Save Our Storefronts – The Fight For Rent Relief For Small Businesses One Story At A Time
PARK SLOPE – A coalition of New Yorkers are coming together to demand rent relief for commercial tenants.
Save Our Storefronts, a group made up of small business owners, organizations, and voters, have since June been working together with New York’s elected officials to provide small businesses with rent relief and commercial eviction moratorium. In particular, they would like to see the New York State Senate Bill S 8865 and Assembly Bill A 10901 to suspend rent payments for commercial rent tenants passed.
This past Saturday, Chris LaCass, a Volunteer Organizer with Save Our Storefronts, alongside Joanna Tallantire, Deputy Director of the Park Slope 5th Ave Business Improvement District, went on a “Small Business Walk.” LaCass and the Tallantire visited several businesses, recording hardships to keep their businesses open, paying staff, and paying rent. Save Our Storefronts will then compile the recordings into a video to send to Park Slope’s Senator, Kevin S. Parker, to sponsor bills S 8865 and A 1090, and advocate for them to be passed.
“As we make relationships with, especially the newer elected officials who really want change, they want to get rid of these obstacles, which are really entrenched. As we meet with them, we are developing a strategy for how to get these things done inside of a system that is designed to prevent certain things from happening that don’t benefit a certain class of people,” said LaCass.
The walks are designed to get the attention of state legislators, and to get their cooperation, said LaCass. Assemblymember William Colton is a sponsor of the bill, co-sponsors include Brooklyn Assembly Members Walter Mosley, Jo Anne Simon, Robert Carroll, Mathylde Frontus, Charles Barron, Nick Perry, Diana Richardson as well as Senators Zellnor Myrie and Julia Salazar.
At Slope Vintage, business is down 50%, said co-owner Liz Murphy, who runs the shop with her husband.
“We were closed for five months,” said Murphy.
Even with help from government programs like the small business loan and Paycheck Protection Program, Slope Vintage is struggling to make rent. Both Murphy and her husband have resorted to only paying their four staff members and their bills and not paying themselves.
“It was a personal choice that I forego my salary for them. I didn’t become a small business owner to stay self-employed. I became a small business owner to employ people, to be part of a community,” said Murphy.
Murphy’s landlord is working with her and her husband, she said. For the five months that Slope Vintage was closed, Murphy’s landlord is offering her a “current forgiveness situation” until she can apply for more Paycheck Protection Loans and Small Business loans, she said.
After Murphy is able to receive more aid, she will work with her landlord to get caught up on rent.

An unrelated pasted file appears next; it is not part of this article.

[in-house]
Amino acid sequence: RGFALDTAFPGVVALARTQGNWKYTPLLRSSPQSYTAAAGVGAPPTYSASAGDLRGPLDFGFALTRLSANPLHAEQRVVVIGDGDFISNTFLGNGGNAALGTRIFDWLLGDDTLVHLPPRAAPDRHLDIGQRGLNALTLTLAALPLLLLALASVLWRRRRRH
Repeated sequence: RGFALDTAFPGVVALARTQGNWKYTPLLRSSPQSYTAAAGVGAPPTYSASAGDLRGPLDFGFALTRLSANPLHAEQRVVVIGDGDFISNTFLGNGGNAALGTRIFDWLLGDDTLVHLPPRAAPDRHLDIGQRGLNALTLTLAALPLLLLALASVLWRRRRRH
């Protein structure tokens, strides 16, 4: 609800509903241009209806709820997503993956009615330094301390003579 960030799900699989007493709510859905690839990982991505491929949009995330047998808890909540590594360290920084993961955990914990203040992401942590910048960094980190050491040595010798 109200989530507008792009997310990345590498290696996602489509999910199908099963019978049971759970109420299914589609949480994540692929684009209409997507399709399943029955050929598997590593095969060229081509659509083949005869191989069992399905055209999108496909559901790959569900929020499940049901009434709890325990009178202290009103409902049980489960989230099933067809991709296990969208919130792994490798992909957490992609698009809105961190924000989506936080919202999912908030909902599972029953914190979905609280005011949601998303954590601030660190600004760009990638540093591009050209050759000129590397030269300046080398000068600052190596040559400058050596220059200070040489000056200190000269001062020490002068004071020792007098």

“He (landlord) said, ‘Don’t worry about it. It will take me five months to get someone new'” to occupy the commercial space, said Murphy.
Murphy also said that her landlord is also afraid of possible looting if the storefront was empty as crime in Brooklyn has risen.
“If the store lays vacant, it’s unsafe for him (landlord). He needs us to hold the insurance and make sure that every night the gate comes down,” said Murphy.
Slope Vintage is hanging on “because we’re a small business team and all our eggs are in one basket. For us this has to work,” said Murphy.
At SkyIce, a Thai food and ice cream restaurant, revenue is also down 40-50%, said owner Jonathan Bayer.
“In the best of times, competing in the restaurant industry is hard enough,” said Bayer. Now, with pressure to keep as many employees on as he can, to keep his business afloat, the pressure to pay rent is something that Bayer has not felt in the ten years the business has been open. “I don’t know how to recover from that,” said Bayer.
In New York alone, small businesses employ 50.2% of the state’s workforce, according to the Small Business Trends website. Small businesses also support their local economies. For every $100 spent in a local small business, $58 stays in the communities according to the Maine Center for Economic Policy, website.
“If the small businesses, who employ most of the new Yorkers go out of business, that means the New Yorkers that lose their jobs will not be able to pay their residential rent,” said LaCass.
“It is very important that every New Yorker understands that when we say we love small businesses, it’s not a feel-good thing. It’s totally self self-serving. Everything is on top of them. And it’s a mistake to think that real estate and Wall Street are the bulk of the economy because they’re just not. They’re a small part of it. It’s real important that people pay attention to their small business, the problems that they’re having and that they find the organizations that are working to get them relief,” he added.
Sign in or become a Bklyner member to join the conversation.